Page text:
Posts Tagged ‘Norfolk Southern’

611 Ferry Move back to Roanoke Set for May 30

April 19, 2015

The long-awaited return of Norfolk & Western Class J No. 611 after its restoration will occur on May 30 when the 4-8-4 will travel under steam from North Carolina to its home in Roanoke, Va.

The 220-mile trip will begin on the former Southern Railway main line with No. 611 entering its former home rails at Lynchburg, Va.

From there the 611 will traverse a route that it once traveled in scheduled passenger service in the 1950s.

No public tickets are being sold for the ferry move to Roanoke, which the 611 is expected to make without any diesel helpers.

However, a welcome home reception for the 611 in Roanoke at the former N&W passenger station will be open to the public. The 611 is expected to arrive in Roanoke between 2 and 6 p.m.

Among the VIPs who will be aboard the excursion train to Roanoke will be NS CEO Wick Moorman and President Jim Squires.

The 611 is owned by the Virginia Museum of Transportation and officials say that the May 30 date is significant because it is 65 years and one day after the engine entered revenue service and one year after its appearance at the Streamliners at Spencer festival that in part served as a kickoff for the locomotive’s restoration at the North Carolina Transportation Museum.

In the meantime, workers have completed insulating the 611’s boiler. Jacketing and painting the locomotive are the next tasks to complete. A testing firing will then be conducted before the locomotive makes its test runs.

The 611 was one of 14 Class J passenger locomotives built at Roanoke in 1950 and ran in revenue service through 1959.

It was displayed in Roanoke’s Wasena Park until being restored to operating condition in 1981. It pulled numerous excursions through late 1994 when it was placed on display at the Virginia transportation museum in Roanoke.

The museum in 2013 began a study that concluded that the 611 could be restored for $3.5 million with another $1.5 million needed for an endowment.

The museum has thus far raised more than $3 million from across the United States and 19 countries.

Fund raising continues for an on-campus shop and education facility that the museum hopes to begin constructing this summer.

Katy Red 37 Years Apart

April 10, 2015
Missouri-Kansas-Texas No. 106 in Kansas City, Kan., in July 1978.

Missouri-Kansas-Texas No. 106 in Kansas City, Kan., in July 1978.

Union Pacific's MKT heritage locomotive at Vermilion, Ohio, last week.

Union Pacific’s MKT heritage locomotive at Vermilion, Ohio, last week.

up1988v00

up1988v04nose

up1988v05side

NS 7629 was added to the motive power consist so that the train had a leader with cab signal capability on the Cleveland Line. The unit was added at Vermilion.

NS 7629 was added to the motive power consist so that the train had a leader with cab signal capability on the Cleveland Line. The unit was added at Vermilion.

I was able to catch Union Pacific No. 1988, the Missouri-Kansas-Texas heritage unit last week after it had stopped to add a cab signal leader.

I never would have thought that back in July 1978 on a trip to Kansas City that I would be seeing a tribute to Miss Katy sitting in front of me in Ohio in 2015.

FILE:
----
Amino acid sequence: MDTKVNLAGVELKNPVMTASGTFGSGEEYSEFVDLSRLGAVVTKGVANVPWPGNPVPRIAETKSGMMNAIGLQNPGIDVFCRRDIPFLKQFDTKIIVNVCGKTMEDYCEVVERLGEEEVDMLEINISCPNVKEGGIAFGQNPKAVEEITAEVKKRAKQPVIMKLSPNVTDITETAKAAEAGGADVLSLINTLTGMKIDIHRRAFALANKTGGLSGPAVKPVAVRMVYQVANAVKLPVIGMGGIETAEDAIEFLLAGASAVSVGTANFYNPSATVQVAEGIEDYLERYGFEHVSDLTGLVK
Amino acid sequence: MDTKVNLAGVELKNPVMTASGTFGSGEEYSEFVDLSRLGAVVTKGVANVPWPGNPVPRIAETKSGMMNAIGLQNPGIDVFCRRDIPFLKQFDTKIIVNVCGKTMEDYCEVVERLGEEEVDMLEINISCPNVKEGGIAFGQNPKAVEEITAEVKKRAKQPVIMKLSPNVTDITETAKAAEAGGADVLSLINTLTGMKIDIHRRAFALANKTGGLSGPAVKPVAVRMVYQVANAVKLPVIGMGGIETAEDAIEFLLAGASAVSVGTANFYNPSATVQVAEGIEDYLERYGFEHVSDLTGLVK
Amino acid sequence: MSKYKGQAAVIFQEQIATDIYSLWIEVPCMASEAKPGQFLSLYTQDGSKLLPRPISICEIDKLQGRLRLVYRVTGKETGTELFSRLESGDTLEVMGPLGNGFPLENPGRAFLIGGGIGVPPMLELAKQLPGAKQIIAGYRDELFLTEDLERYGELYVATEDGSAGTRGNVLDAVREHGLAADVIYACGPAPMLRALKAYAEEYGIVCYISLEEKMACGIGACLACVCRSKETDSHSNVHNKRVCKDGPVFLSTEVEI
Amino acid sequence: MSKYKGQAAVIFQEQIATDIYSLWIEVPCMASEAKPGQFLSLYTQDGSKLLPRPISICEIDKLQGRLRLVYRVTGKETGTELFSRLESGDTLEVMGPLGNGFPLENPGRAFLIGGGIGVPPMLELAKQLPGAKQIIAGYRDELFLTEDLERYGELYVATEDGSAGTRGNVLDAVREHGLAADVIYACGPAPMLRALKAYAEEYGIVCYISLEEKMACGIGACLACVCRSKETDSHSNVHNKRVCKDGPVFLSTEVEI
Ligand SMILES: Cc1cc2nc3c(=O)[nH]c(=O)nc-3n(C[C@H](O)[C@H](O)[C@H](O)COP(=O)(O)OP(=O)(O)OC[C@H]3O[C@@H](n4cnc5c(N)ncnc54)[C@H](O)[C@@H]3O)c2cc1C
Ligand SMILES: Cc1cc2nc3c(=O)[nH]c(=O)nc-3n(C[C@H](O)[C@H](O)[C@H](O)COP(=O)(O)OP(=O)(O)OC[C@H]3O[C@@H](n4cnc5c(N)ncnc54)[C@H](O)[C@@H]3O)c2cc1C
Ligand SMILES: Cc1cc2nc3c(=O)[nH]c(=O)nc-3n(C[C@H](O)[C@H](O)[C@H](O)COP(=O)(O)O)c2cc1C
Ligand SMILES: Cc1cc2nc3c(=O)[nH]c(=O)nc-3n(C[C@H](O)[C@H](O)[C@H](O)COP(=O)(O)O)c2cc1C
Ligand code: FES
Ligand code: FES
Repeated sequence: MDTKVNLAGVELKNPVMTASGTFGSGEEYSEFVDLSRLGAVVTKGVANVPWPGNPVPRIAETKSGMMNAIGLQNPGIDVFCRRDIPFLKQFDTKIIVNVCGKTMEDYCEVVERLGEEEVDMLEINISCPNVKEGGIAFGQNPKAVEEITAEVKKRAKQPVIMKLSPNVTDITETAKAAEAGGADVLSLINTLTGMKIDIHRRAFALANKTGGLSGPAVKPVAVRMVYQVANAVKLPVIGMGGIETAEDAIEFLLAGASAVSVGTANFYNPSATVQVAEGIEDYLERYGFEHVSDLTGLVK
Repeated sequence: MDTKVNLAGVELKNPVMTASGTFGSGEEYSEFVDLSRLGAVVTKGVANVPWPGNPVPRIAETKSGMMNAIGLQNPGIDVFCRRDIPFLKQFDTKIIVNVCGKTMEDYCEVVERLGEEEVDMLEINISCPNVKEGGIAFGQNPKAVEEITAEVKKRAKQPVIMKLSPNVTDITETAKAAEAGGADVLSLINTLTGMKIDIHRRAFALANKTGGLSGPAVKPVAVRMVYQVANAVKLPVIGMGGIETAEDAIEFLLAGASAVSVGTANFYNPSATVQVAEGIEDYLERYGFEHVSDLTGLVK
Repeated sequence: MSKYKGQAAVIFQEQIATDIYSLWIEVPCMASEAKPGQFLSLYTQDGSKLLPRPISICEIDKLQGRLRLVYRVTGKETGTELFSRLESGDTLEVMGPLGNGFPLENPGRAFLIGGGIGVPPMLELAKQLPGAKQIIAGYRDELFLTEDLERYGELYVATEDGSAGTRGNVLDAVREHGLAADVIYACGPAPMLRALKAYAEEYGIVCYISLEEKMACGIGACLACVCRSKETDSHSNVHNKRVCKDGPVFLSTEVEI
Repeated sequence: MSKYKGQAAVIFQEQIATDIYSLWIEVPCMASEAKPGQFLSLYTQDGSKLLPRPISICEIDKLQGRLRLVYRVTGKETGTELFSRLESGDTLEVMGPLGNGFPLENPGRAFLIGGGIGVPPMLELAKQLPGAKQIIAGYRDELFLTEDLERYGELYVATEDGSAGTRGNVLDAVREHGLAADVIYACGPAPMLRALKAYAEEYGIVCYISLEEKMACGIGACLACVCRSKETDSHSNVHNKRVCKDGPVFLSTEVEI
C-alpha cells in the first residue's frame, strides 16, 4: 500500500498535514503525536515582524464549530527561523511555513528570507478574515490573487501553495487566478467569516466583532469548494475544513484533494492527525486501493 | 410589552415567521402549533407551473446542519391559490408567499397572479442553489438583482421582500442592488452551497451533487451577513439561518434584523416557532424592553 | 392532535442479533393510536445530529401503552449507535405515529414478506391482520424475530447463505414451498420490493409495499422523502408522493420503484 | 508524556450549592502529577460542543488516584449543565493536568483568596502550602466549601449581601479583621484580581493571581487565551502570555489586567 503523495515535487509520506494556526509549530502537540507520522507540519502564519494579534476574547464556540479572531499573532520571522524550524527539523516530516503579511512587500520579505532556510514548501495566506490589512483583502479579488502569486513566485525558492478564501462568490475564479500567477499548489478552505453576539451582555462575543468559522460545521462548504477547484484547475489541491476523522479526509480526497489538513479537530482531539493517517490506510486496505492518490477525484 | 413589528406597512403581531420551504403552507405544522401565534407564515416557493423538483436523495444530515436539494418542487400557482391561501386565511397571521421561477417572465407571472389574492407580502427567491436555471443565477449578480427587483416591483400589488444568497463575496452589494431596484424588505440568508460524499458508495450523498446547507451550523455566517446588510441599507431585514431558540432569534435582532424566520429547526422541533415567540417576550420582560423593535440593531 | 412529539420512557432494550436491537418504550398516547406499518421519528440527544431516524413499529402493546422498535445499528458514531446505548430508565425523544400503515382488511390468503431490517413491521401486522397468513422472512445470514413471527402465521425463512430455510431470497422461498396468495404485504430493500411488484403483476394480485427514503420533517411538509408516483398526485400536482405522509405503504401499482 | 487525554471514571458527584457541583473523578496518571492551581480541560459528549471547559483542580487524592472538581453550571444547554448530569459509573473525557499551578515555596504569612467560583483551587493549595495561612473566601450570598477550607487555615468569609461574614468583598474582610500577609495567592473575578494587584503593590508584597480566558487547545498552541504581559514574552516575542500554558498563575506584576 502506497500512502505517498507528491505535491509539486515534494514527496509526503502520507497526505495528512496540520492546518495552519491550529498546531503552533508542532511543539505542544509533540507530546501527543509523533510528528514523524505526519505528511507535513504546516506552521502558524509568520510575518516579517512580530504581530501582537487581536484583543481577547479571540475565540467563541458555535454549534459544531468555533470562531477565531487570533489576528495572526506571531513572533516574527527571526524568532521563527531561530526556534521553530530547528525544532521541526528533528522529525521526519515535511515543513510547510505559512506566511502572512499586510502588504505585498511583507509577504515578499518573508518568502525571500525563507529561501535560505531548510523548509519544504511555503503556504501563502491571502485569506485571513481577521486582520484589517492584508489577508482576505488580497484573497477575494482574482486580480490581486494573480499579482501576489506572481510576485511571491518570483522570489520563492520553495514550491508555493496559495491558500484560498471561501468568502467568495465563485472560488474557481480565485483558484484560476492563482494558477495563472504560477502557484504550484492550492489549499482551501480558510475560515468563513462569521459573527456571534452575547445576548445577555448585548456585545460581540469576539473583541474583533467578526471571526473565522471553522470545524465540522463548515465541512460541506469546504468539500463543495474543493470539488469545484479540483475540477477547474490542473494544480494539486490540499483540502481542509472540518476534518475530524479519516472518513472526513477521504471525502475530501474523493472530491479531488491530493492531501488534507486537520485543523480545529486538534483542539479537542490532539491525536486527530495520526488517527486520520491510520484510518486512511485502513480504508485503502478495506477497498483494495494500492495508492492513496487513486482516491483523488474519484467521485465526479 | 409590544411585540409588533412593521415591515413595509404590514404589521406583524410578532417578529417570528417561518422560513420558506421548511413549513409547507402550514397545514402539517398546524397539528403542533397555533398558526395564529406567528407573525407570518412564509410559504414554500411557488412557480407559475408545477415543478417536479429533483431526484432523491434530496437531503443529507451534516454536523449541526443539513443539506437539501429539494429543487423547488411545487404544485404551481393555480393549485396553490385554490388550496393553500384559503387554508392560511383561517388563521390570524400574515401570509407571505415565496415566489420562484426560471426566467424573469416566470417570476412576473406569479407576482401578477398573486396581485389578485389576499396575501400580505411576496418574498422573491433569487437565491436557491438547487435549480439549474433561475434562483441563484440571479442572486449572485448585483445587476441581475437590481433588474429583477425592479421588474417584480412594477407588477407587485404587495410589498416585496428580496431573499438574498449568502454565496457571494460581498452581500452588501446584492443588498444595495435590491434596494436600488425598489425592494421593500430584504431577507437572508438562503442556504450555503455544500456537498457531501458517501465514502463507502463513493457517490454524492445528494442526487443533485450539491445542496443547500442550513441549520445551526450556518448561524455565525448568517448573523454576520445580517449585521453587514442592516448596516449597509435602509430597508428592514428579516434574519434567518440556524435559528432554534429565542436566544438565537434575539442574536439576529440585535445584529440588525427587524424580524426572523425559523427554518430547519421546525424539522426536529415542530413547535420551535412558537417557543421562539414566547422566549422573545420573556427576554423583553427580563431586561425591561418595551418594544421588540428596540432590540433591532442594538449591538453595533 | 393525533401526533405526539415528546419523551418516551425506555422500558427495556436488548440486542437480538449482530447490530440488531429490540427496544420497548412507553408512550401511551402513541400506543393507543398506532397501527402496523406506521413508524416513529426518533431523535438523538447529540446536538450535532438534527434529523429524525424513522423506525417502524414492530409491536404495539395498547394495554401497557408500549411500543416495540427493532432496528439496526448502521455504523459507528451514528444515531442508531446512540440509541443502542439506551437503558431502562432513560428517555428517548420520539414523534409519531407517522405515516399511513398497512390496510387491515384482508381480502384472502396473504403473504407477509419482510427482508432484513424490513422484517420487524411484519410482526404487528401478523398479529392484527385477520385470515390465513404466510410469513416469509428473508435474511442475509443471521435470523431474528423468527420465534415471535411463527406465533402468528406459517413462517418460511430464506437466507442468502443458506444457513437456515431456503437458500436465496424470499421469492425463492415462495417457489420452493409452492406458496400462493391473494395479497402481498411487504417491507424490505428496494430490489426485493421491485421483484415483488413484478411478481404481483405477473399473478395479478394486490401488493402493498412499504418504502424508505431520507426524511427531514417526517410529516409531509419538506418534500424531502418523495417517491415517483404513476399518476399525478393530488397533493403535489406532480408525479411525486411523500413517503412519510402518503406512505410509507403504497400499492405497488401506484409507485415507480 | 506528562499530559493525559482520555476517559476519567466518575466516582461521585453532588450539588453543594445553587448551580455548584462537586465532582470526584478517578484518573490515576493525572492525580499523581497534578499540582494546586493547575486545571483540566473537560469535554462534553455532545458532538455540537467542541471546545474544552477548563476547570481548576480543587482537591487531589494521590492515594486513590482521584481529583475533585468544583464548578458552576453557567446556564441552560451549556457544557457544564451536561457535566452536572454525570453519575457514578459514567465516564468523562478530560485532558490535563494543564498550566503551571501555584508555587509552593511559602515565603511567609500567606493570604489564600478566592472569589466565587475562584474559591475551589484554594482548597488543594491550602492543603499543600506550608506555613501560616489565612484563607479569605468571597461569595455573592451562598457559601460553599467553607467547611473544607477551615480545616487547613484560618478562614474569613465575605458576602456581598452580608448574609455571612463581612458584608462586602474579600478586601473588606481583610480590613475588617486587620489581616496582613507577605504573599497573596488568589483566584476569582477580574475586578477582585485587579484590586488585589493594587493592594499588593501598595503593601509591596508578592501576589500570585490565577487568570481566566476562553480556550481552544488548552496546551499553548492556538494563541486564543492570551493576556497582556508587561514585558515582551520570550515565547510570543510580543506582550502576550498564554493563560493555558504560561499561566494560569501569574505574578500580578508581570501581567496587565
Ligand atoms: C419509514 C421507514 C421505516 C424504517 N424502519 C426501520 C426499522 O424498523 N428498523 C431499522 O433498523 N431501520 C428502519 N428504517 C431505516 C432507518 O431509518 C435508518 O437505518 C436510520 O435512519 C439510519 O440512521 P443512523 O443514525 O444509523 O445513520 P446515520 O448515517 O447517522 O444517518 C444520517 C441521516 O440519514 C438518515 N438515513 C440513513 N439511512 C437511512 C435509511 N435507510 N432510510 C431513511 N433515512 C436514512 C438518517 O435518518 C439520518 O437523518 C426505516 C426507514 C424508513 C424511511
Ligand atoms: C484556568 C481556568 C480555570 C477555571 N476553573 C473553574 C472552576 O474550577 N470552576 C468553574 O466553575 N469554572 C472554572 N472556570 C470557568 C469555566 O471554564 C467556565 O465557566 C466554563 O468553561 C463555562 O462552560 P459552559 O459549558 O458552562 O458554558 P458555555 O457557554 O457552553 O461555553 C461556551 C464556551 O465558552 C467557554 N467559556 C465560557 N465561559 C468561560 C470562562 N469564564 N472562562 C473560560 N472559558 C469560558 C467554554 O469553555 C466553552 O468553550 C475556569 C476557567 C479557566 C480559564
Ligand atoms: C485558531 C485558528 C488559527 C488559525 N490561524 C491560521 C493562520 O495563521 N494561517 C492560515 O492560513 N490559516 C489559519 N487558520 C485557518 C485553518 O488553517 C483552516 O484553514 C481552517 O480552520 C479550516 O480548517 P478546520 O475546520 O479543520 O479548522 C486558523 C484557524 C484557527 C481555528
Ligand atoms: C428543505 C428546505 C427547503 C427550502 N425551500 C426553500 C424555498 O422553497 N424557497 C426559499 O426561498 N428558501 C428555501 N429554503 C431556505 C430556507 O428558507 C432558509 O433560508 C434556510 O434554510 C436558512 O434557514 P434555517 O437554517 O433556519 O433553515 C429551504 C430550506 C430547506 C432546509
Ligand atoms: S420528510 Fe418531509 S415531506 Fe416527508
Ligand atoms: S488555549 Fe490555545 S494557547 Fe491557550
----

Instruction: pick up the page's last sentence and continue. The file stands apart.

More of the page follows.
In 1978 I was just happy to catch a few units still in the older red scheme as the “John Deere” green and yellow had pretty much covered most of the MKT roster.

Ten years after making my original photo, the MKT was merged into the UP and Armour yellow or the cutting torch ended seeing any more Katy

Then the UP Heritage program happened. Although not faithful to the original scheme, I’ll take it. The two tone reds and the large The Katy lettering added a splash of color to an otherwise dull day.

Historical correctness aside, we railfans have had it pretty nice out here with all the nods to railroad history, both by the UP, my company (Norfolk Southern) and other carriers. It is truly a golden age for these kinds of tributes.

Article and Photographs by Roger Durfee

NS Seeks FRA Waiver for Rail Testing

April 9, 2015

Norfolk Southern is seeking Federal Railroad Administration approval for a pilot program of nonstop continuous rail testing on its mainline between Cleveland and Chicago.

NS needs from the FRA a waiver of compliance from certain provisions of railroad safety regulations.

The project would be carried out for three years starting on May 1 and will be conducted between milepost 181.2 and 523.3 of the Chicago Line.

“The nonstop continuous rail test vehicle will be a self-propelled ultrasonic/induction rail flaw detection vehicle operating at test speeds up to 30 mph,” NS said in its FRA filing. “Upon completion of each daily run, data will be analyzed offline by technical experts experienced with the process on other Class I railroads.”

NS said it will test the rails about every 30-45 days with its engineering department providing the FRA Rail Integrity Office with rail test reports for review as required.

“The analysis will categorize and prioritize suspect locations for post-test field verification and hand tests,” NS said. “Field verification will be conducted by qualified and certified rail test professionals with recordable field validation equipment based on GPS location and known track features identified within the flaw detection electronic record.”

NS plans to expand the test program to additional routes in Indiana, Ohio, and Pennsylvania.

NS Heritage Unit, NKP Heritage Signals

April 6, 2015
Norfolk Southern 1065, the Savannah & Atlanta heritage locomotive, splits Nickel Plate Road vintage signals at Parrish on the west side of Conneaut.